This Wednesday, September 20, the European Union and 67 countries around the world signed the highly anticipated Treaty on the High Seas, also known as the “Treaty on the Protection of Biodiversity Beyond Areas of National Jurisdiction.” . “A historic treaty”, rejoiced the European Commission in a press release, “essential to protect the oceans, fight against environmental degradation and climate change and prevent the loss of biodiversity in the high seas”.
This signing took place on the sidelines of the 78th session of the United Nations General Assembly which is being held at the headquarters of the organization, in New York, from September 19 to 26, 2023. The text of the treaty was formally adopted by consensus on June 19, but required 60 ratifications to enter into force. It is now done. Nearly fifteen years of negotiations were necessary to see this process succeed. “The EU and its Member States played a decisive role in concluding the agreement,” welcomes the European Commission.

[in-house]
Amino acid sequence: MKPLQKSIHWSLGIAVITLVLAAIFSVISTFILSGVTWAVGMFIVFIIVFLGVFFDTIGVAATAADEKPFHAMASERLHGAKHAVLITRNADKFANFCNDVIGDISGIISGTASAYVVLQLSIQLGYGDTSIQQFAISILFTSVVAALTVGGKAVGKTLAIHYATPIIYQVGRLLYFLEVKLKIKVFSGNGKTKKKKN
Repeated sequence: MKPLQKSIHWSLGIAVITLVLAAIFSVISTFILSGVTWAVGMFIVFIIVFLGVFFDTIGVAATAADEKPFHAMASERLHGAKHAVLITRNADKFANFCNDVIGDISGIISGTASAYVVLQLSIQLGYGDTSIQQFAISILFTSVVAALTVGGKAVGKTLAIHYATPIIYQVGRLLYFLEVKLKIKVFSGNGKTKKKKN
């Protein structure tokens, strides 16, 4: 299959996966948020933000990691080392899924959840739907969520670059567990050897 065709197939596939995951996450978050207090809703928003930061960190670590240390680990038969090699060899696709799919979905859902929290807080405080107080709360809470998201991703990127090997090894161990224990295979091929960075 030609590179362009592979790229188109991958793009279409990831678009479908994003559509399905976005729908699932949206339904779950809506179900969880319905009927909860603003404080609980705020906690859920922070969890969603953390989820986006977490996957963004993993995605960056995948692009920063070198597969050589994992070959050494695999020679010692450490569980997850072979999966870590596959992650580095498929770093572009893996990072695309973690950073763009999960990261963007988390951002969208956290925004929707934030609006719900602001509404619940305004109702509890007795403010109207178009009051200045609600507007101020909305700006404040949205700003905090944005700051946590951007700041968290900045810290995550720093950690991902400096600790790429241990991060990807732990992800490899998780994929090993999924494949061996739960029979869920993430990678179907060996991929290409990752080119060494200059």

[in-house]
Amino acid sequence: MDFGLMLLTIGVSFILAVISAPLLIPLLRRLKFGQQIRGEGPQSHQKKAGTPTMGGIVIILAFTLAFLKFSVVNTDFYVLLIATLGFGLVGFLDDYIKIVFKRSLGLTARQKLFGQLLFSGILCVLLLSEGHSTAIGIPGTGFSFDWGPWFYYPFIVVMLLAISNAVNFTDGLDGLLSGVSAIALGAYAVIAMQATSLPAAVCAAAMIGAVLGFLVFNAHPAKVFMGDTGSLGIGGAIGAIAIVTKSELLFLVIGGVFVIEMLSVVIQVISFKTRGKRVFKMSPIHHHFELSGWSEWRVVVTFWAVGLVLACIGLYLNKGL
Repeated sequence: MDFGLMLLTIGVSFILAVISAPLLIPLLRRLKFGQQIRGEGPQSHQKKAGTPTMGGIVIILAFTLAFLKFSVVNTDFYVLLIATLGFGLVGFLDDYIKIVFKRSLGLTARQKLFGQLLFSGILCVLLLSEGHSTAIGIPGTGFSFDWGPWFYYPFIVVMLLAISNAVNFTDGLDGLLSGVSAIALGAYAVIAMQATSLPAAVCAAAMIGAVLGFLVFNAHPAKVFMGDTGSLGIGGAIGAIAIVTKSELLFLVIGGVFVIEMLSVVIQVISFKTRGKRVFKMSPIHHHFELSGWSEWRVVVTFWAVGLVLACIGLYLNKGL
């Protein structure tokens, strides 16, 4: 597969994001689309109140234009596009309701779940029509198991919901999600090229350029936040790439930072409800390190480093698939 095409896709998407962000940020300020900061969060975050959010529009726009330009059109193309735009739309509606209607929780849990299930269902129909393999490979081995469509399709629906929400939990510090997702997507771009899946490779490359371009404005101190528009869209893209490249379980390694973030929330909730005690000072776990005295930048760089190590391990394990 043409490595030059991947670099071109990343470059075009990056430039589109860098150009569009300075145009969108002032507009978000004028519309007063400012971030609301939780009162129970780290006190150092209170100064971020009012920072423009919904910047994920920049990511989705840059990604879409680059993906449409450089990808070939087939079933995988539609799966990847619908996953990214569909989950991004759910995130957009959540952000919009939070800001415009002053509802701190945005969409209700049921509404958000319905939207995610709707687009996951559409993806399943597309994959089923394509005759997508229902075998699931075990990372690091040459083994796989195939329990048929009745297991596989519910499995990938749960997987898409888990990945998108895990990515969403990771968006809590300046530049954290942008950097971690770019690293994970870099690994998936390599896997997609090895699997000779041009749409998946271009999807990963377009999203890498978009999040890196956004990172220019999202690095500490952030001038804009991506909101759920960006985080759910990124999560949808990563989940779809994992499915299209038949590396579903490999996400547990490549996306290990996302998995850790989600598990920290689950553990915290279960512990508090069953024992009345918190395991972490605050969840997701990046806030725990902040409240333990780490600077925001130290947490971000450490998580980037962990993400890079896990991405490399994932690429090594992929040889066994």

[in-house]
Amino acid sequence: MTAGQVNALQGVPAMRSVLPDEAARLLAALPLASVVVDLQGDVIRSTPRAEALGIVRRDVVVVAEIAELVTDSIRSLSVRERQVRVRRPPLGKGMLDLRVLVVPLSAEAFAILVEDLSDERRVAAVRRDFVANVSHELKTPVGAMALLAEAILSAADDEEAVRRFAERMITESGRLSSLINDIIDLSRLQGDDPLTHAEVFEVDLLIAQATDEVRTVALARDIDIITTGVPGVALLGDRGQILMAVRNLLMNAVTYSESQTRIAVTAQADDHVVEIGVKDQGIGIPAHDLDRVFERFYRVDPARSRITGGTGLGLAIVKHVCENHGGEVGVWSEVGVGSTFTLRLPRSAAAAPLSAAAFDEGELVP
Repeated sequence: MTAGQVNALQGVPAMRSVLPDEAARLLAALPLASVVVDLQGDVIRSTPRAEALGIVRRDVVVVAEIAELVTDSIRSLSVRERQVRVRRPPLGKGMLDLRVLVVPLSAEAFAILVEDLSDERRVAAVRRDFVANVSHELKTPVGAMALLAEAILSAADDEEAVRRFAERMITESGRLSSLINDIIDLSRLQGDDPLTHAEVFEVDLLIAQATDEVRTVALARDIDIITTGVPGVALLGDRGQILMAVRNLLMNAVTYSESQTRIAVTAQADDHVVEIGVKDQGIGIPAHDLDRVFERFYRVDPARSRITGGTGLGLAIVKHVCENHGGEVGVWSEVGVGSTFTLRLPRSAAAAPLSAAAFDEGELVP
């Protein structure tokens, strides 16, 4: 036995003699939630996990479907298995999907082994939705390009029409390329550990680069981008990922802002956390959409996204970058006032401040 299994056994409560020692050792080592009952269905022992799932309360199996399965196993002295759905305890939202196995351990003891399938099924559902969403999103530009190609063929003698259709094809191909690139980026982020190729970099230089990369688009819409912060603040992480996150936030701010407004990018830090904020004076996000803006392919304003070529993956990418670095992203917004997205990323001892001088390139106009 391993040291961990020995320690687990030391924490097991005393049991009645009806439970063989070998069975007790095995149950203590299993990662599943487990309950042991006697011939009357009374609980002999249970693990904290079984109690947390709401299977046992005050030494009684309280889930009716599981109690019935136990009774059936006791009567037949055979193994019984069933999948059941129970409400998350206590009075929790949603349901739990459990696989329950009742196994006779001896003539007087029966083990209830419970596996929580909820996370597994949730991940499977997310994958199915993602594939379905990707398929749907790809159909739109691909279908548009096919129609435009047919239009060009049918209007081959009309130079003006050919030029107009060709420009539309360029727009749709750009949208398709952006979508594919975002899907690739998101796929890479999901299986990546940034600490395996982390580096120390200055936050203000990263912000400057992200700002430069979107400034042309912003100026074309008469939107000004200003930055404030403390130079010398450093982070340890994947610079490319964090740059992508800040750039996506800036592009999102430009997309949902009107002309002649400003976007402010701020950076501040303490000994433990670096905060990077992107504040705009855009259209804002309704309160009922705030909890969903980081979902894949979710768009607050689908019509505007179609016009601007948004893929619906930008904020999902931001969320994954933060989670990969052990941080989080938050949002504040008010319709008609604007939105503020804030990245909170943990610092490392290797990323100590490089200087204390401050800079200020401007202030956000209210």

The high seas (or international waters) begin where the exclusive economic zones (EEZ) of States end, a maximum of 370 km from the coast. It is therefore not under the jurisdiction of any State. Considered a “global public good”, it represents almost half of the surface of the globe and 64% of the oceans. For a long time, it was ignored in the environmental fight: only around 1% of the high seas are protected today. It is this failure that the High Seas Treaty intends to remedy.
Next step: the effective entry into force of the treaty, hoped for June 2025, the date of the next United Nations conference on the ocean to be held in Nice. “Once it enters into force, the treaty will improve ocean governance in areas beyond national jurisdictions and create large-scale marine protected areas in the high seas,” indicates the European Commission.
This article is originally published on touteleurope.eu